Dear Members of Parliament,
I am a retired veteran of the Royal Canadian Air Force. I have served Canada in both peace and war and consider myself honoured to have been a member of a proud tradition responsible for protecting and projecting Canadian values, rights and freedoms. I see my service in the context of a continuum of citizen soldiers that have paid, and will pay, the ultimate price in defense of the Canadian way of life. It is on behalf of these patriots that I would like to express a profound concern on motions and proposals that seek to curtail fundamental freedom of speech rights in order to address charges of rampant “Islamophobia”. So concerned have I become that I have initiated a nation-wide petition drive to inform the public, and yourselves, of the danger that such motions and proposals entail.
As originator of the petition linked to here and author of the related, detailed occasional paper that underpins it and is found here, I am in a position to review all petition signatures and related comments. These, by the way, are exploding on my petition site with thousands of signatures being registered on a daily basis. I am finding that the public-at-large is at odds with the sentiments expressed by you, your leadership and most of the national media. In general, I see three major themes being articulated that may be of interest to you and your political calculations. These are; a deep sadness and prayerful wishes for those who suffered as a result of the Quebec mosque attacks of 29 January, 2017, a belief that charges of “Islamophobia” are ill-defined and overstated and a near unanimous conviction that you are abandoning the right of individuals to speak freely in favour of appeasing an identifiable interest group. Indeed, they see this last development as a betrayal of a prized birthright.
Petition signatories have also been busy writing letters to all of you and I see many of your responses. You make the point that the attack of 29 January, 2017 is likely due to a hatred that has its genesis in loose and offensive speech aimed at those practicing a specific faith. My signatories disagree in this, however, and rightly note that no specific motivator, as of yet and fully weeks after the event, have been ascribed to the attack. More than this, many postulate that it is more likely that political correctness, and its inhibiting effect on speech, results in the penning up of emotions with knock-on, explosive repercussions. At any rate, more than one signatory noted that Prime Minister Trudeau, in the aftermath of the Boston Marathon bombing attacks, stressed the need to resist rushes to judgment and to “look at the root causes”. It would seem that my sampling of over 15,000, and increasing, Canadians speaks to the need to better understand the motivations behind the Quebec attack before using unsubstantiated assumptions to curtail critical free speech rights.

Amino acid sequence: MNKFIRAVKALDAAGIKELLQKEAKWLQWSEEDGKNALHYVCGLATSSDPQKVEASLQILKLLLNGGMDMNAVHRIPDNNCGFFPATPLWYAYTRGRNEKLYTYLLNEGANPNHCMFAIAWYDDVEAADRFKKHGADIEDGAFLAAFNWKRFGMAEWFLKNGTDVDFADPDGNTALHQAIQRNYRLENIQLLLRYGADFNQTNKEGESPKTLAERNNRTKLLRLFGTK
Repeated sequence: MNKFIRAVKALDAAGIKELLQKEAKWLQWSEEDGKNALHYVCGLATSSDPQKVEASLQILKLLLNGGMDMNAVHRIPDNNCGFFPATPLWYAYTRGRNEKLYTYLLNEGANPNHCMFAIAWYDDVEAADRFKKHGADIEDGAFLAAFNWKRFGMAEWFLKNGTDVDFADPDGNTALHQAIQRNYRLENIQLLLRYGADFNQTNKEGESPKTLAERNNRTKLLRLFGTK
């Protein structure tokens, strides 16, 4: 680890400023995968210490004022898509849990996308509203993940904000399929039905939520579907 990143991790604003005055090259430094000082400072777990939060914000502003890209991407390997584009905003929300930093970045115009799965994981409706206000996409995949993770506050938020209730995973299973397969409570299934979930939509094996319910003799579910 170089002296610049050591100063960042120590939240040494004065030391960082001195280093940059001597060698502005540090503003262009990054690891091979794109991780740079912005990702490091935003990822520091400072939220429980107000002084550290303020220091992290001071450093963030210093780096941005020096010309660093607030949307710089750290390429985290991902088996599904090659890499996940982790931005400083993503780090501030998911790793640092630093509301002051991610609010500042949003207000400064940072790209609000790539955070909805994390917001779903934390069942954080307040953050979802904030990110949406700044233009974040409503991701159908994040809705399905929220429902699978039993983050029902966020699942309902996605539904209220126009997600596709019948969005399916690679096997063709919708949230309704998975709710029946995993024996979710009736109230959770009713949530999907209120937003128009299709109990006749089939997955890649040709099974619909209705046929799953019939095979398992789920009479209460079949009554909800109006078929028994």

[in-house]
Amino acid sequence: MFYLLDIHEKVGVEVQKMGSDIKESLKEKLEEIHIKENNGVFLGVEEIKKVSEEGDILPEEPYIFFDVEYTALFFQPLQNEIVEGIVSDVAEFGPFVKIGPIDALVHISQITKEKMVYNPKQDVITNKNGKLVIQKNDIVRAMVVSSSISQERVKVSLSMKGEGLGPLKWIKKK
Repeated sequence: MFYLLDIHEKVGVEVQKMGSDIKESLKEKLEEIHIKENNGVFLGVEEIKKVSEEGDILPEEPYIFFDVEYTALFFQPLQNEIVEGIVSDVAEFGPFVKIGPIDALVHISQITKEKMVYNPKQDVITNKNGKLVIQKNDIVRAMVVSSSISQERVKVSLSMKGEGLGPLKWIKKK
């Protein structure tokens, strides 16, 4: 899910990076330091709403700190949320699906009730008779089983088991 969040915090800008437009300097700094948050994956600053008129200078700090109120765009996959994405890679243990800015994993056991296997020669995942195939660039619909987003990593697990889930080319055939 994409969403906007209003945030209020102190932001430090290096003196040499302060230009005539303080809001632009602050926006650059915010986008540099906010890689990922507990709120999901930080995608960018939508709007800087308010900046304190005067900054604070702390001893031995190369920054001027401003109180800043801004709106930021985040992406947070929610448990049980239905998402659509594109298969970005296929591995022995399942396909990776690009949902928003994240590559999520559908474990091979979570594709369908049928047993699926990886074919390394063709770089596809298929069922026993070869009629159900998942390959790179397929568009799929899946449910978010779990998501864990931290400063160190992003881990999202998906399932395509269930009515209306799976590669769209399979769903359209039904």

The use of the term “Islamophobia” is of great concern to petition participants as they thought it might be serving as a “Trojan horse”. From your responses to petition letter-writers I can see how this could be the case as you inevitably call up the right of Canadians to worship their faith freely without undue disturbance or harm. Petitioners agree on this point but understand that Islam is much more than the worship of a deity as it embodies a political project, in the form of a Caliphate, wrapped tightly in an enabling legal code, the Sharia. They fear that restrictions on speech directed at the religion of Islam, which by the way is currently prohibited by in-place constitutional protections, will allow the political and legal aspects of Islam to be piggy-backed into legislative protection. This is of great concern as such protection would prohibit fair comment on aspects of Islam that are antithetical to those resident within the Canadian tradition. Certainly, any support of Motion 103 would be premature until such linkages are better understood.
Finally, petition signatories express a deep sense of being betrayed as M-103 proceedings, along with those associated with its forerunner “e-411” petition, have taken place with no public input and little media attention. They feel that the issue is being ramrodded through the parliamentary process with an end game of enabling legislation intended and well in sight. This overwhelming attitude is of great concern as it speaks to the possibility of fracturing the nation along lines of competing views on how the State and Church/ Mosque relationship should unfold. They can see how such competing views can clash and worry that difficulties demonstrated in the European context can be brought to fruition in Canada absent a full debate in the marketplace of ideas. Safe to say, there is a danger in rushing to embrace “anti-Islamophobic” measures as we stand to lose fundamental rights to free speech while gaining nothing but division and acrimony. Please consider your M-103 vote carefully.
Major (Ret’d) Russ Cooper